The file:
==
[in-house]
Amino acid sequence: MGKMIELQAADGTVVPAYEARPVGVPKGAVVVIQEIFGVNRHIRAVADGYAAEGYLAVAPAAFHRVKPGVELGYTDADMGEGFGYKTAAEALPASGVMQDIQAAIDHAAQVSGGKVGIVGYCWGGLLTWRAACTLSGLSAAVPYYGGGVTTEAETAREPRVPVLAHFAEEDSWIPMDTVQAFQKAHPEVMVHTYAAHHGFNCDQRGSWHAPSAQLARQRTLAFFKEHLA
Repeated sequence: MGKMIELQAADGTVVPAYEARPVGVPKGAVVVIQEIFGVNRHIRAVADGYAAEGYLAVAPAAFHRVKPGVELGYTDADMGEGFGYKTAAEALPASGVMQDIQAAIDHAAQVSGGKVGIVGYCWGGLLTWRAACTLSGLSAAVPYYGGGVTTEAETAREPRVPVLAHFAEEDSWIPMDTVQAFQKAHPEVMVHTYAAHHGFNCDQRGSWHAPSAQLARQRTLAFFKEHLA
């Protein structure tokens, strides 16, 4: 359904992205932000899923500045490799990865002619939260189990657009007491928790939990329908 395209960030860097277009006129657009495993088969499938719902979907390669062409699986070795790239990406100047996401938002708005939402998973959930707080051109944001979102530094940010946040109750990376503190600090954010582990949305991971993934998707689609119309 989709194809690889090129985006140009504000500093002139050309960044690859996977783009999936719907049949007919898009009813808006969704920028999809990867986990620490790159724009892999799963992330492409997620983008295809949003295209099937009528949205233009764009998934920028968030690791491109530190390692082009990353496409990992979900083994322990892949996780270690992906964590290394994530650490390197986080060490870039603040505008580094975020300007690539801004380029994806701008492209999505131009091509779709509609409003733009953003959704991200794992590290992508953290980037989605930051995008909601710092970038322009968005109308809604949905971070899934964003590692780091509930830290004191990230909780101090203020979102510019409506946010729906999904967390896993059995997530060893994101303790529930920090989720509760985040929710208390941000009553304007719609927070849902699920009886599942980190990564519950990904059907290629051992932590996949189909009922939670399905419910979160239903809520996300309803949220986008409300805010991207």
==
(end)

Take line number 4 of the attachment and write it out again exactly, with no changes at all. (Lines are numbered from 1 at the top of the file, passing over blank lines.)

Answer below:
């Protein structure tokens, strides 16, 4: 359904992205932000899923500045490799990865002619939260189990657009007491928790939990329908 395209960030860097277009006129657009495993088969499938719902979907390669062409699986070795790239990406100047996401938002708005939402998973959930707080051109944001979102530094940010946040109750990376503190600090954010582990949305991971993934998707689609119309 989709194809690889090129985006140009504000500093002139050309960044690859996977783009999936719907049949007919898009009813808006969704920028999809990867986990620490790159724009892999799963992330492409997620983008295809949003295209099937009528949205233009764009998934920028968030690791491109530190390692082009990353496409990992979900083994322990892949996780270690992906964590290394994530650490390197986080060490870039603040505008580094975020300007690539801004380029994806701008492209999505131009091509779709509609409003733009953003959704991200794992590290992508953290980037989605930051995008909601710092970038322009968005109308809604949905971070899934964003590692780091509930830290004191990230909780101090203020979102510019409506946010729906999904967390896993059995997530060893994101303790529930920090989720509760985040929710208390941000009553304007719609927070849902699920009886599942980190990564519950990904059907290629051992932590996949189909009922939670399905419910979160239903809520996300309803949220986008409300805010991207």